Our evergreen series finally showcases the Green Scar himself with ‘Planet Hulk,’ originally published in “The Incredible Hulk” Vol. 2 #92-105. With the release of Thor: Ragnarok, there’s no better time to look back on Greg Pak’s seminal story, undoubtedly the most beloved Hulk comic of the 21st century, and which began a long saga by Pak about Bruce Banner’s family and friends that continues today.
Written by Greg Pak
Pencilled by Carlo Pagulayan
Savage alien planet. Oppressed barbarian tribes. Corrupt emperor. Deadly woman warrior. Gladiators and slaves. Battle axes and hand blasters. Monsters and heroes… and the Incredible Hulk!
In 2006, Marvel deemed it best to exclude the Hulk from their crossover event that year, Mark Millar and Steve McNiven’s “Civil War.” Enter Greg Pak, who had used the character in the Neil Gaiman spin-off “1602: New World,” and “Amazing Fantasy” #15. ‘Planet Hulk’ informs us from its opening narration that is a flashback filling us in on where the Hulk is during “Civil War,” and that he does return to Earth. It’s a status quo rather than a story, and as such the writing and art is easier to break down by each individual arc.
The first, ‘Exile,’ wastes no time establishing Sakaar’s society while getting the Hulk to become a gladiator. Pak acknowledges our familiarity with films like Spartacus and it’s refreshing how, as decompressed storytelling had become vogue, he and Carlo Pagulayan eschewed it. Pagulayan strolls through the familiar story, casually switching from epic, widescreen shots to incredibly narrow close-ups of dialogue.
As a result, the art varies wildly from extravagant to deeply sketchy. Thinly drawn crowd scenes jut against gorgeously colored panels of guest star the Silver Surfer. It’s also fascinating how narrow the Hulk’s face is drawn early on – with comically big teeth – or how pronounced the cheekbones and temples of the Imperial Sakaarans are. Korg doesn’t wear a skirt in these four issues, and Pagulayan awkwardly composes shots to hide his legs despite his stone skin effectively standing-in for pants.
The Hulk behaves indifferently throughout this Gladiator remake, as he’s afraid of being betrayed again: if ‘Planet Hulk’ feels familiar, it’s because it is a celebration of the Hulk’s history. Pak constantly recalls Bill Mantlo’s run where the Hulk was accepted as a hero, only to lose everything and be banished to the Crossroads dimension. ‘Banner War,’ an interlude from “Giant-Size Hulk” included in the trade, also points out the parallels with the Hulk’s doomed romance with Jarella during the 1970s. Pak also imbues the Hulk with as much wit as his brutish, scrappy personality allows, giving us one-liners like “Hulk slash,” and “have a sandwich.”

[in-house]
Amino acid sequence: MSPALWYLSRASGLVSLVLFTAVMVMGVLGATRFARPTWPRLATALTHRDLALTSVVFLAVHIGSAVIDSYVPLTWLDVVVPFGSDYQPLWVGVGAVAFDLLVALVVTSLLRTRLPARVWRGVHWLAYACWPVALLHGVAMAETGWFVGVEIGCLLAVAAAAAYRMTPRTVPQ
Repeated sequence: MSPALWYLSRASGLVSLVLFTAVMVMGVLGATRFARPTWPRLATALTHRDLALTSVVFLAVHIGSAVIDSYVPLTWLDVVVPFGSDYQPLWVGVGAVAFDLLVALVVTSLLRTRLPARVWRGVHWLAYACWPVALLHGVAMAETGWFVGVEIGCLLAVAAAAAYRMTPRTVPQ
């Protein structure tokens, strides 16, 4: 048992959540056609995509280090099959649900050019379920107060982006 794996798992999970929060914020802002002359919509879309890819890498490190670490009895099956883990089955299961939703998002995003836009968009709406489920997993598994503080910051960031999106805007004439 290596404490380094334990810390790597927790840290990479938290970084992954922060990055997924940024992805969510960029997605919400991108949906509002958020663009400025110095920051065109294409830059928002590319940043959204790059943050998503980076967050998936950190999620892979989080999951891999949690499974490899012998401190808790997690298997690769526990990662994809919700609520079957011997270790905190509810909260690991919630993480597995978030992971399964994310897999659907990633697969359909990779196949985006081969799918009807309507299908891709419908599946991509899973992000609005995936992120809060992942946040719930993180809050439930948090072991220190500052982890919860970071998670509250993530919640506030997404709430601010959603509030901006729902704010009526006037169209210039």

Part two, ‘Anarchy,’ is drawn by Lopresti, who renders the Hulk with a more handsome mug than Pagulayan. He also doesn’t jump as haphazardly between panel sizes, rarely breaking into two-page spreads, and often making great use of borderless panels with no backgrounds. Sometimes the gutters are rendered with a single appropriate color, greatly conveying the length of time the Hulk spends as a revolutionary, and the diversity of his adventure’s locations. Danny Miki and Sandu Florea’s inking also greatly conveys the different textures of the various species on Sakaar, which pays off gruesomely well when the Red King unleashes the parasitic Spikes.
The main conflict in this arc is between the Hulk and Miek, who as a feeble Sakaaran drone strives to emulate the green strongman. But as the Hulk is, deep down, a docile creature who just wants to be left alone, his reluctance to fulfil the prophecy of the Sakaarson souring their relationship. The bug asks, “How can he be stopping what he made for doing?”
It’s a worthwhile question: how can the Hulk ever find peace when he was designed by Marvel to be the furious engine of a neverending serial? Ultimately, he becomes invested in the fight because of his playful enmity with the Red King’s enforcer Caiera, who turns on him when he decides children are worth collateral damage. Like a wrestler, the Hulk declares vengeance on the Red King in a live broadcast. The tyrant, glaring at the reader, replies, “Bring it on.”Continued below